Council sets vote on proposal as people line up to help

After a lot of talk during the past few years, the Portland City Council will finally vote July 24 on whether to refer a Portland Parks & Recreation replacement bond measure to the November ballot.

Commissioner Amanda Fritz, who oversees the parks bureau, told the Tribune editorial board on Tuesday that she has the support on council.

Fritz says she was encouraged by the 100-plus people who gathered at Cleveland High School Monday night for a Town Hall meeting on the subject, many of them asking afterward, “What can I do to help?”

“The opportunity is too great not to ask,” says Fritz, who took over the parks bureau from Commissioner Nick Fish in June 2013. “I lose sleep at night thinking about the conditions of our workers” at parks facilities like the Mt. Tabor Yard Maintenance Facility, Fritz says.

That site dates to the 1930s, the roof held together by steel cables to prevent collapse. It’s one of several example projects Fritz and parks bureau officials have been talking about publicly lately, to demonstrate the urgent needs.

If the bond lands on the November ballot and is approved, it would take effect in July 2015 and raise $56 million to $68 million for “broken or about to be broken” facilities, says Parks Director Mike Abbate.

It would include some of the city’s most deteriorating playgrounds, bridges and trails, pools, maintenance sites, Pioneer Courthouse Square and restrooms. It would address accessibility issues and include the cost of audits and an oversight committee to monitor the bond spending.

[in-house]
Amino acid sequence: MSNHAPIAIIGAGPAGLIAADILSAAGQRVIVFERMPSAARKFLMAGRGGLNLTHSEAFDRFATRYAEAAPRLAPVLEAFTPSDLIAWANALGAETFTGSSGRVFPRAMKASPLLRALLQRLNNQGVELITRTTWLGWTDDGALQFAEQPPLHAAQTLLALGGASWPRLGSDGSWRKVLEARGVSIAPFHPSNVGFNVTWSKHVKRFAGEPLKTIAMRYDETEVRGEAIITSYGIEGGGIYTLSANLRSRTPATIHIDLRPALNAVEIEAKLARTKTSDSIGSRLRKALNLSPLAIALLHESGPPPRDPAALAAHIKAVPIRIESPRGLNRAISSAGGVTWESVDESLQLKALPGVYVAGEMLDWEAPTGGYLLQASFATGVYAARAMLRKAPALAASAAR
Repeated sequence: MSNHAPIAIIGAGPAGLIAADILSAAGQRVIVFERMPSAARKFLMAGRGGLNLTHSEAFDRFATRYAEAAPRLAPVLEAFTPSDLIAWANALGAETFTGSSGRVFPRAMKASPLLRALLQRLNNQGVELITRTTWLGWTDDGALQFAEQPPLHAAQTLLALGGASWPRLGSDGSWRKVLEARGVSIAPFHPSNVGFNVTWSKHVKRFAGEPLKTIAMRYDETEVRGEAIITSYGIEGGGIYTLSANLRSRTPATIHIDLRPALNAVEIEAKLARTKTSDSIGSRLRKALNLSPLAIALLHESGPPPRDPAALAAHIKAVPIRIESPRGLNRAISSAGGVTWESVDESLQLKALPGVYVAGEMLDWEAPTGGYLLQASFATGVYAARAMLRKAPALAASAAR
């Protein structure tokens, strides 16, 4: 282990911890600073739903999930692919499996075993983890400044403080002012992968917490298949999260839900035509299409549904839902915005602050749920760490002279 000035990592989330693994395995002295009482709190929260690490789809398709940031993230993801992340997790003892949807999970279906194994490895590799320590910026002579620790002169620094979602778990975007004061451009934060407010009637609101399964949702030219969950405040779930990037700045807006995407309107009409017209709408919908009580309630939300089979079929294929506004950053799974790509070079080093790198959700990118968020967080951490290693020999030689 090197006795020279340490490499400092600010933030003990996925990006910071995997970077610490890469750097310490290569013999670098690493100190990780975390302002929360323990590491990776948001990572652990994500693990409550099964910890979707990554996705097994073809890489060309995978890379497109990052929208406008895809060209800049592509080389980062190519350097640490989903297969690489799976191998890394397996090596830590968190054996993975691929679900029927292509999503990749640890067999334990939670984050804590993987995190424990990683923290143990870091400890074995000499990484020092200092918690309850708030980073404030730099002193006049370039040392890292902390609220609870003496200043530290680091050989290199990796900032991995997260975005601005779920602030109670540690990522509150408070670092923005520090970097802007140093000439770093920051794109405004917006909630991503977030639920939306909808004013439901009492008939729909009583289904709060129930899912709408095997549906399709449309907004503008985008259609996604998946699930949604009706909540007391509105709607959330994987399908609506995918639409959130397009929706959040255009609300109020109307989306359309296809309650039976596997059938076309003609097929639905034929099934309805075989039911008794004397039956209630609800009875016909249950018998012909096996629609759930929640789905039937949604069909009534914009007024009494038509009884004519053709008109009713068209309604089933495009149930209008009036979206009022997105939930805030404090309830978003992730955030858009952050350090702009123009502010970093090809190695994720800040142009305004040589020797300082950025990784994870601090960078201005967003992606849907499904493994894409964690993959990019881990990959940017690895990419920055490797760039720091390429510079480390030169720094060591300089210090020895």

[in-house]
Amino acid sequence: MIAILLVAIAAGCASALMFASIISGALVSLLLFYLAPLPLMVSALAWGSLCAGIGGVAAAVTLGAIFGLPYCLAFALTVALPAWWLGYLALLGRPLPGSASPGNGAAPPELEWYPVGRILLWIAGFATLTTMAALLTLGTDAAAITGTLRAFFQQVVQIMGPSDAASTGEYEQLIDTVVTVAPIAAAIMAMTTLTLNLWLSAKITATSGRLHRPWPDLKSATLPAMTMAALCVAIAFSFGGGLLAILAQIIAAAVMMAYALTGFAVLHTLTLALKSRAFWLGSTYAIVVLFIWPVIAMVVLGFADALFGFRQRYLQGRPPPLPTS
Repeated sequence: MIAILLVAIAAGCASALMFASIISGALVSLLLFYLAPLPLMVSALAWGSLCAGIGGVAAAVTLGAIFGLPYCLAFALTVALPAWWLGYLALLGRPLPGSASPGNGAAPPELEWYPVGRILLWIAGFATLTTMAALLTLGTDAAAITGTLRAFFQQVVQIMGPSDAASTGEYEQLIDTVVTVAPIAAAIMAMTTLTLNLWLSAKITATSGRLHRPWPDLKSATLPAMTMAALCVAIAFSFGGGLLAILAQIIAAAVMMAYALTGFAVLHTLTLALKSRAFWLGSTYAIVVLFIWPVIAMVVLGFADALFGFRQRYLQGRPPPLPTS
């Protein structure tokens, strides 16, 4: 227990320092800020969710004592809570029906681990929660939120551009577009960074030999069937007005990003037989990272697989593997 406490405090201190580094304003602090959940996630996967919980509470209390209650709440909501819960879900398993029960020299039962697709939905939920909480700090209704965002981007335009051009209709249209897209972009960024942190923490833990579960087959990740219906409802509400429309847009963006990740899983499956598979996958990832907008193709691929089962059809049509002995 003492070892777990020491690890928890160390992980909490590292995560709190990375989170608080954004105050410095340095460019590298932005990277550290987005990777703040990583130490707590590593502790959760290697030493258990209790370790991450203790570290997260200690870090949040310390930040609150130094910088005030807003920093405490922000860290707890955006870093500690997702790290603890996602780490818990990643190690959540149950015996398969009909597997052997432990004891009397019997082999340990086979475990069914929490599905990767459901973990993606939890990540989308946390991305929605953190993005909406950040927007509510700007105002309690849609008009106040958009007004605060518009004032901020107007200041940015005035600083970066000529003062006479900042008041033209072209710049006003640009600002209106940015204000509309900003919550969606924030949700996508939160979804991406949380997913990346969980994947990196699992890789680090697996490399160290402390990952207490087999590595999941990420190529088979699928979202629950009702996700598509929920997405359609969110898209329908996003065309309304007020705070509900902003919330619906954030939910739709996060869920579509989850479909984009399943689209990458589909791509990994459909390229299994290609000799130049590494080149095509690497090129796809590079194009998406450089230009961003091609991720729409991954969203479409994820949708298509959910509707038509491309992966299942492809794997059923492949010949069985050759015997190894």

The public and the budget advisory committee would help select exactly which projects are funded after the bond passes.

The existing parks bond — approved in 1994 — is paid off in July 2015. If it isn't renewed, homeowners with a home valued at $150,000 would get back $13 in their annual property taxes.

A poll in late May showed that just 46 percent of likely voters voiced support for a replacement bond measure. But that jumped 20 percentage points after they were told the bond will not raise taxes.

That message is key as the campaign moves forward, parks officials say.

“I’m obviously not good at fundraising,” Fritz joked. “But I’m good at campaigning and grassroots (organizing)."

When Hales assigned her the parks bureau last year, she says, "One of the things he said is, 'You should think about going for a bond measure.'" Last spring, a poll showed that voters were not economically ready to support one, she said. "Now, we're ready."

For more details, and to take a survey to help prioritize criteria for bond projects, visit

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